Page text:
Q&A: Deprivation of Liberty Safeguards (DoLS) – what does it all mean?
Q. What are the DoLS?
A. The Deprivation of Liberty Safeguards (DoLS) are part of the Mental Capacity Act 2005 and are used to provide legal protection for those vulnerable people in our society who lack capacity and are deprived of their liberty. The DoLS provide a legal framework in which decisions can be challenged.
Q. Does the report mean that more people are being lawfully deprived of their liberty?
A. The simple answer to this question is yes, the key word being “lawfully”. On 26 January 2015 the Care Quality Commission published its fifth annual report on the use of the DOLS regime. The report discusses the use of the DoLS during the period 2013-2014 and states that there has been a dramatic increase in the number of people detained under the DoLS compared to the previous year.
Q. Does this mean more people are being held against their will?
A. No. The statistics show an increase in the number of people LAWFULLY deprived of their liberty not an increase to the number of people deprived of their liberty generally.
Q. Is there a difference between deprivation and lawful deprivation?
A. Yes! And this distinction is extremely important. If someone is lawfully detained of their liberty, an assessment has been carried out to make sure that this is being done in their best interests to protect that person from harm and that there is no other less restrictive alternative. If a deprivation has not been lawfully authorised then there is no way of knowing whether this is the least restrictive option for that person, and there is nothing for that person to appeal against.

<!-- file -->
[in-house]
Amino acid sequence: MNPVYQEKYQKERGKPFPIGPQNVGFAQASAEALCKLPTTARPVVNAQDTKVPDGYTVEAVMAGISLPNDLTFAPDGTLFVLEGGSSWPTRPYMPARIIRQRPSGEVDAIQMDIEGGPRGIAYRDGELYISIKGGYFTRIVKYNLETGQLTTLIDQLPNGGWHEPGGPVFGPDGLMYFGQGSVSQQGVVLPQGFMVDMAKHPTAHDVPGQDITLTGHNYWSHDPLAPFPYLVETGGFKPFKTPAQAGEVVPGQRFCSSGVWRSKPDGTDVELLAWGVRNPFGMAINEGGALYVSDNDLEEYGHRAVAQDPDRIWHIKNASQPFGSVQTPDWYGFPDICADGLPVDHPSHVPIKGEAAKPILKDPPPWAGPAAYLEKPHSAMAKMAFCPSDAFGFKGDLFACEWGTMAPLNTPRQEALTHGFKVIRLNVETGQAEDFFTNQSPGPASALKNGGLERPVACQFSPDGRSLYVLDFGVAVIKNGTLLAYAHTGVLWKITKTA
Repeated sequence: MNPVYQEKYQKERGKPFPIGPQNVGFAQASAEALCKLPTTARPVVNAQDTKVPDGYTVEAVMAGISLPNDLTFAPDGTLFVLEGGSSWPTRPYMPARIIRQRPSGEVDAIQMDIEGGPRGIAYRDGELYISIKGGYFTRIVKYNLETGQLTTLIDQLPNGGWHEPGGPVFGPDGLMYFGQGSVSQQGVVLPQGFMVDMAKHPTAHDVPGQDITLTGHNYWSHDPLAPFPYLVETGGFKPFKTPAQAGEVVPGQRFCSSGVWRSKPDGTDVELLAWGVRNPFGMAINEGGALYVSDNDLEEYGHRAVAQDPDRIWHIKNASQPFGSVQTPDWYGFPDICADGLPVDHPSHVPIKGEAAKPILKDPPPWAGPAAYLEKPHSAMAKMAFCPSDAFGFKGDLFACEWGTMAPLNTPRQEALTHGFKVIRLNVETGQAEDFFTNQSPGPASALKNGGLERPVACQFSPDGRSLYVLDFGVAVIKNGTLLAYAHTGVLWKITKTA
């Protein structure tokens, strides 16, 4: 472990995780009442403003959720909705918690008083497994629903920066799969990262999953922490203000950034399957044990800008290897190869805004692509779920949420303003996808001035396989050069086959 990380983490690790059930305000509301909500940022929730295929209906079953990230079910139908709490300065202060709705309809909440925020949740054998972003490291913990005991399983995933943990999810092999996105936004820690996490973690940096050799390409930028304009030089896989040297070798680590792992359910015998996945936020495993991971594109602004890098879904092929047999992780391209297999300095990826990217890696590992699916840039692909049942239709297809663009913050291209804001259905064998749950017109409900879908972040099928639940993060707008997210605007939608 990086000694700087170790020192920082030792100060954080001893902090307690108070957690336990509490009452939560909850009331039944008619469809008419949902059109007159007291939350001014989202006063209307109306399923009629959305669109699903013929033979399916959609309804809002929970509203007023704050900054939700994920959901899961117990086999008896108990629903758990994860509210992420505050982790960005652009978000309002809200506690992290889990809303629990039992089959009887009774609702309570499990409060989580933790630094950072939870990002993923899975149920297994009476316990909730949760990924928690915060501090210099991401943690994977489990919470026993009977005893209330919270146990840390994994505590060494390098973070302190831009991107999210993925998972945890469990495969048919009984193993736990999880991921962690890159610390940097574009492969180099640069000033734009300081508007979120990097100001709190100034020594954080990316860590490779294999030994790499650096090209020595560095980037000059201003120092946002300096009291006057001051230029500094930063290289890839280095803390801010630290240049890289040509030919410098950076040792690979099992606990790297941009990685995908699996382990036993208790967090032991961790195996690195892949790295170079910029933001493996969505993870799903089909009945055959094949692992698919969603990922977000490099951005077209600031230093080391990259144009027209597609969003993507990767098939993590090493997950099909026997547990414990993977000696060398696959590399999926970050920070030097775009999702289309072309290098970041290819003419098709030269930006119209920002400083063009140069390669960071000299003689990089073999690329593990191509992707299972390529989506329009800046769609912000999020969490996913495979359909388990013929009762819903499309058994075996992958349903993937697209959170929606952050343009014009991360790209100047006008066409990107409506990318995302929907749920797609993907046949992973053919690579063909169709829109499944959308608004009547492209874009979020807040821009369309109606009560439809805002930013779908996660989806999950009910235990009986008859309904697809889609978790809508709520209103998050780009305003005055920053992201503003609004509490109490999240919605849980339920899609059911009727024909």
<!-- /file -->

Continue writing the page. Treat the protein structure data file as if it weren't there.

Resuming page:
Q. Why has there been an increase?
A. This increase has come as no surprise following the landmark Cheshire West decision which said that if someone is subject to continuous supervision and control and is not free to leave they are being deprived of their liberty. This is a much wider test than that which was in place prior to that decision.
Q. How can I find out if someone’s deprivation of liberty is lawful?
A. If you think that someone you know might be deprived of their liberty in a care home or hospital, speak to a senior member of staff and find out if they have made an application for a ‘standard authorisation’ which authorises the deprivation of liberty and makes it lawful. If that person is being cared for in any other kind of living environment, the deprivation of liberty must be authorised by the Court of Protection.
Melissa Law, Trainee Solicitor
Posted on Friday, 20th February 2015